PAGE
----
Well I will try to look beyond the lack of an answer (Is this the level of support a user can expect from the wicket community/forum??) From the wicket website:
    Basically a large part of the answer is: when the majority of our customers can run their web applications on Java 5. As IBM WebSphere is one of the leading application servers, having Java 5 support for WebSphere application server is one condition. Furthermore, upgrading to Java 5 will break a lot of stuff, so this will be scheduled for a major release. At the moment this is scheduled for Wicket 2. We would like to give other functional requirements a higher priority, like AJAX and Portlet support, as those will help all users of Wicket. So first Wicket 1.1 and 1.2 will see the light of day, after that we will see what needs to be done
    Still have no idea as to when there will be a Wicket Java 5 release. For me anyway, the project is worthless until I have some information on a timetable for this.
  37. When can we expect (roughly) the JDK 1.5 version to be fully released and available?


    Well I will try to look beyond the lack of an answer (Is this the level of support a user can expect from the wicket community/forum??)
    This is not the Wicket community nor a Wicket forum. This is TheServerSide community, and therefore probably not the best way to find this type of answers. A simple google query with the following (not uncommon) keywords: wicket roadmap gives you a link to my blog with a roadmap document. We intend to release a Java 5 based version with generics support after 1.3 is released. The FAQ you quoted was an old one, it will be removed when we move all our stuff over to Apache. Historically this was a FAQ when Java 5 was still Java 1.5, and the J2EE stack happilly utilized Java 1.4. IIRC, this was about the time of the Wicket 1.1 release. Fortunately the times have changed, and we have more people deploying on Java 5. Also we have a feature complete and finished product in our 1.3 release. We expect to have an alpha release of the new Java 5 Wicket version shortly after one of the first maintenance releases of 1.3 (1.3.1 or 1.3.2, depending on the speed and need of maintenance fixes).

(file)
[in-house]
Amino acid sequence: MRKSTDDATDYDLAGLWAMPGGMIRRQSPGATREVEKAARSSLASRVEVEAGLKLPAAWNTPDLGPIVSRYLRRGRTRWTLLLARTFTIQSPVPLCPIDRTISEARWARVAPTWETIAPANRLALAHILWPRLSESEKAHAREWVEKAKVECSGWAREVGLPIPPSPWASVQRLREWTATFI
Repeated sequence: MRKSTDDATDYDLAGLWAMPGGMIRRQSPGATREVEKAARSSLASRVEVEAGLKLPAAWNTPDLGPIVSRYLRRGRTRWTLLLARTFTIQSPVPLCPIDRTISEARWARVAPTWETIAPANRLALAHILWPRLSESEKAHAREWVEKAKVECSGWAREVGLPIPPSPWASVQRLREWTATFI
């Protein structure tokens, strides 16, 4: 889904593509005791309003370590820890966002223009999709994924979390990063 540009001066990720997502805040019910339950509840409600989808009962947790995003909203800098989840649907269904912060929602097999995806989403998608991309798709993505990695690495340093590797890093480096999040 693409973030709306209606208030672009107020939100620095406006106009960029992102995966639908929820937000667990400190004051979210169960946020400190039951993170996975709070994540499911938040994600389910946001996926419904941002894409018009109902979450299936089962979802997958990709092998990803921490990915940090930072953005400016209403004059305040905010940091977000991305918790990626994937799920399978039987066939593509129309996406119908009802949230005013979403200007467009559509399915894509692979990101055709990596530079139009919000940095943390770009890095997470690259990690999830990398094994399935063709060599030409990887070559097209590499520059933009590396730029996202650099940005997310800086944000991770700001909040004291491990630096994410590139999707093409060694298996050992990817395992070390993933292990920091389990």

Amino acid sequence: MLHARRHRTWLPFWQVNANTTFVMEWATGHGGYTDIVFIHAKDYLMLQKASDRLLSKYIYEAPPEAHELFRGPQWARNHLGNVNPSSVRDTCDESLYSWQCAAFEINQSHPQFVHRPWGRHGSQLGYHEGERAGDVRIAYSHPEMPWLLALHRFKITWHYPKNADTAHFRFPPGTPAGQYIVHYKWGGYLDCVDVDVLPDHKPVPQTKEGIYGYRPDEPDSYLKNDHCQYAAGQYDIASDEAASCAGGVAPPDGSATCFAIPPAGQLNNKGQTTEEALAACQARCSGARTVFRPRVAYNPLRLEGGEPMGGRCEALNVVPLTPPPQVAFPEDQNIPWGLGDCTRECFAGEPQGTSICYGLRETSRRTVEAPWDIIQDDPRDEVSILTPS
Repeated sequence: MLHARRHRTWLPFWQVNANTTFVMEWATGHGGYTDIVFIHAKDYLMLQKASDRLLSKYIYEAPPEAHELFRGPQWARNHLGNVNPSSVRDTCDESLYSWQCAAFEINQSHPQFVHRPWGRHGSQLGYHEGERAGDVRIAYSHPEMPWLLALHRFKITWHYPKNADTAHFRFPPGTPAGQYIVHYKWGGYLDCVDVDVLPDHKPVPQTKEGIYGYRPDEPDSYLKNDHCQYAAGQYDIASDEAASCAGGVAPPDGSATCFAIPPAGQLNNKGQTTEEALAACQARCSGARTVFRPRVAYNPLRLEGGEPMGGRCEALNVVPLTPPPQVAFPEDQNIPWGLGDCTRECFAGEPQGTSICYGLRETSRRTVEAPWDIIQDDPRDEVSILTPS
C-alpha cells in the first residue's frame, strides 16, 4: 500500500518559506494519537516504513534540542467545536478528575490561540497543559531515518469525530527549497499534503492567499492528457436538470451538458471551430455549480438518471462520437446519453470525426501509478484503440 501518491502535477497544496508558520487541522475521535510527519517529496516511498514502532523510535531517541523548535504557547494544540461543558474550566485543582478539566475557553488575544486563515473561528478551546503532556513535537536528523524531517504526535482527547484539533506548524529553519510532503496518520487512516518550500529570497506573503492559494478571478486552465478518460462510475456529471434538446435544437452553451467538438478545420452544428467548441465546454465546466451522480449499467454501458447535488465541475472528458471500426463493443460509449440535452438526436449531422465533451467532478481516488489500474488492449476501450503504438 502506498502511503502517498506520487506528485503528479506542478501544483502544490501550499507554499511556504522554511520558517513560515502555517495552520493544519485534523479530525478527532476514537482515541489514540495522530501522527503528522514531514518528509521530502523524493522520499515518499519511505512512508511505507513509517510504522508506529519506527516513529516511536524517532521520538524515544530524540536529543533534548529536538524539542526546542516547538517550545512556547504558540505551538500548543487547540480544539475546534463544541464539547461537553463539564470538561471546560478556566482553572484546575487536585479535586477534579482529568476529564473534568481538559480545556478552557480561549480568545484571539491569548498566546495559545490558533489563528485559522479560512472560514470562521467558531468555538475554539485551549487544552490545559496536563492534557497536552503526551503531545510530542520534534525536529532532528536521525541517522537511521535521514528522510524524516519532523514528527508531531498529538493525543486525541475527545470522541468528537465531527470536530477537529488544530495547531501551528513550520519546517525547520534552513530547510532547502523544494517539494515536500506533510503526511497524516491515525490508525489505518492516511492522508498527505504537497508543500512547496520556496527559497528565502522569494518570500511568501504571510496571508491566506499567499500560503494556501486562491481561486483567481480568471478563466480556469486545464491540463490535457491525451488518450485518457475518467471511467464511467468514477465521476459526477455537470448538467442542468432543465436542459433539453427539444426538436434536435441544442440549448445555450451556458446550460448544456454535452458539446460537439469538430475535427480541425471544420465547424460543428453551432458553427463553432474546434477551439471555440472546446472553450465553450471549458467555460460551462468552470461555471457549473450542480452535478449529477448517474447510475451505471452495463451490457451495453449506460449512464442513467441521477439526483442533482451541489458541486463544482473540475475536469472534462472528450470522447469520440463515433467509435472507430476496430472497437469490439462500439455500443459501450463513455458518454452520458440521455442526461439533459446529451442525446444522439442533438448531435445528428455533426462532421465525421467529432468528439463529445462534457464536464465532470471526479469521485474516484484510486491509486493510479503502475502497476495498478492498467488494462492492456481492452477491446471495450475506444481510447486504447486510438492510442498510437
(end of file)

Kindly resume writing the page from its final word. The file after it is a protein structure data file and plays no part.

Still have no idea as to when there will be a Wicket Java 5 release.

    For me anyway, the project is worthless until I have some information on a timetable for this.
    I am not sure why it is completely worthless when a framework it isn't Java 5 based? Spring surely doesn't require Java 5, does that make it completely worthless?
  38. When can we expect (roughly) the JDK 1.5 version to be fully released and available?


    Well I will try to look beyond the lack of an answer (Is this the level of support a user can expect from the wicket community/forum??)


    This is not the Wicket community nor a Wicket forum. This is TheServerSide community, and therefore probably not the best way to find this type of answers.

    A simple google query with the following (not uncommon) keywords: wicket roadmap gives you a link to my blog with a roadmap document. We intend to release a Java 5 based version with generics support after 1.3 is released.

    The FAQ you quoted was an old one, it will be removed when we move all our stuff over to Apache. Historically this was a FAQ when Java 5 was still Java 1.5, and the J2EE stack happilly utilized Java 1.4. IIRC, this was about the time of the Wicket 1.1 release.

    Fortunately the times have changed, and we have more people deploying on Java 5. Also we have a feature complete and finished product in our 1.3 release.